1. Get your credit score as high as possible.
Before you apply for any kind of credit, it's worth checking your credit scores and credit reports to make sure your information is accurate. Contest any inaccuracies you find on your report, and take simple steps to improve your credit-worthiness by paying down credit card balances and reducing your debt-to-limit ratio. This will make you more attractive to lenders and possibly earn you a lower APR for your auto loan.
2. Put down at least 20 percent of the value of the car.
A down payment of at least 20% will go a long way toward keeping buyers safe from an underwater loan. In this scenario, even if you have to sell your car earlier than expected, you'll be able to earn enough from the sale to pay off your auto loan.
Buyers should keep in mind that when they purchase a new car, the value of that vehicle drops by 20 to 25%. By putting down a sizable down-payment, you can account for that potential loss in value and avoid a scenario where you're still making payments on a car you no longer own.
3. Don't be tempted by zero-down sales offers.
While buyers love zero-down sales because it reduces the cash they have to invest up-front when purchasing a vehicle, these sales offers can be a risky proposition. Since you're putting down no money as a down payment on your vehicle, the full cost of that vehicle is being financed, which puts you at risk of being underwater down the road.
If you purchase a new car with one of these zero-down offers, it could be years before you've reached a point where your auto loan isn't underwater. Even if you purchase a used car that doesn't depreciate in value as quickly, it could still take months of payments before the amount owed on your loan is less than the value of the car.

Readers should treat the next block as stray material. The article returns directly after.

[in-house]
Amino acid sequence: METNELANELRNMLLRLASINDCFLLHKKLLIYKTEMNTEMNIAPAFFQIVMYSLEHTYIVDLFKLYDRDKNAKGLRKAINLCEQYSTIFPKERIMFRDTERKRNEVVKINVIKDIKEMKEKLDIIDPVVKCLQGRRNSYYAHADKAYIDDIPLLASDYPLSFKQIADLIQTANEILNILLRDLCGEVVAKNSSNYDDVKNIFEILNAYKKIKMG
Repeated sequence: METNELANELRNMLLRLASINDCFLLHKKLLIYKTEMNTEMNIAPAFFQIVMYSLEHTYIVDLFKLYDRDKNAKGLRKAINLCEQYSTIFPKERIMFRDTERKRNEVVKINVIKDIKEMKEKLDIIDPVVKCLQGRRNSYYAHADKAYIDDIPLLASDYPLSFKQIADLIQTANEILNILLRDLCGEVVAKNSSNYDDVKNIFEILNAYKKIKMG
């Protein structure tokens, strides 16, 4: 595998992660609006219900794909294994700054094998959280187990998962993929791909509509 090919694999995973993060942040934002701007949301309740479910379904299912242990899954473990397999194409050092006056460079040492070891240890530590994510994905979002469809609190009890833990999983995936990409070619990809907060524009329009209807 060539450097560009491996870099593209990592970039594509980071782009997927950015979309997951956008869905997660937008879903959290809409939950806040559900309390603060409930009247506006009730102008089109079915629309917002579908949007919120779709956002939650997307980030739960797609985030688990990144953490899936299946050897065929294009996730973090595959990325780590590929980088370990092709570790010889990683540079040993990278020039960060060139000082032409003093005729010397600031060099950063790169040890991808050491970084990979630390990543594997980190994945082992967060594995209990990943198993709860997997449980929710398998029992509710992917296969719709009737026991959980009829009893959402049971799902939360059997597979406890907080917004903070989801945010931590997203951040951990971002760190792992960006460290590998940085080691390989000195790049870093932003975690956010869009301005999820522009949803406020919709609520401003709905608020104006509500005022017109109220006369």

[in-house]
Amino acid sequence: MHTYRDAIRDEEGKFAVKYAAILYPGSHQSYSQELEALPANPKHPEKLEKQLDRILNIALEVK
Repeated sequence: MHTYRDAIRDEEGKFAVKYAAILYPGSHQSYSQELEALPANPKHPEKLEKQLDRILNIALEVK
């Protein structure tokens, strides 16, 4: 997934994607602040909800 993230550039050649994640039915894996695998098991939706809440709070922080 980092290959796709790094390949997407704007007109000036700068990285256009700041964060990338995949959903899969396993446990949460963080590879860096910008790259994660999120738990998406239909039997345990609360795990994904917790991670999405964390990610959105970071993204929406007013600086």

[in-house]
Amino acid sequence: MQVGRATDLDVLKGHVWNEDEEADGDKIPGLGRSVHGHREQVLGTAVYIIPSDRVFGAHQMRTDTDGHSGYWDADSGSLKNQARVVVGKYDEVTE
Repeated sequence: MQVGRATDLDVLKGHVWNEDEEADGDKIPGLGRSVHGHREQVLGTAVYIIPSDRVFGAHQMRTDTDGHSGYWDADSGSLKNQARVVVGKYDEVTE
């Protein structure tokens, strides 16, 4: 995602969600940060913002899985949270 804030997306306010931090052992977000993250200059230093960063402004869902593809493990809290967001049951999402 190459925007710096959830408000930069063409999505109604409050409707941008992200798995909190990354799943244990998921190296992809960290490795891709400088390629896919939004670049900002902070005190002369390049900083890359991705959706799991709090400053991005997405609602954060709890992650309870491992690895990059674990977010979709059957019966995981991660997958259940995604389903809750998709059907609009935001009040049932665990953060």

4. Don't settle for the first loan rate you see.
Dealerships love to sell financing products to auto buyers, because it allows them to earn a profit on both ends: They make money from the vehicle's sale, as well as the interest paid over time. But before you sign on the dotted line, shop around to see what alternatives you can find from other financial institutions.
While auto dealerships will tempt buyers with a lot of promotional offers, your local bank or credit union might offer a lower APR and better terms for your loan. Don't be afraid to shop around and even use competitors' rates to try and negotiate a better deal.
5. Avoid loan repayment periods longer than 60 months.
When auto loan repayment lengths go beyond 60 months, interest rates tend to increase. Even if interest rates are flat, the longer length of the repayment period results in buyers paying more interest. Even the difference of a few additional months, combined with a higher interest rate, can increase the total amount paid by hundreds or thousands of dollars.1
Always agree to a monthly payment that fits your budget, but do your best to keep repayment periods at 60 months or less.
For many people, vehicles are a non-negotiable part of daily life. But when you're on the search for your next car, use these smart shopping tips to avoid predatory loans and make a good investment into your next vehicle.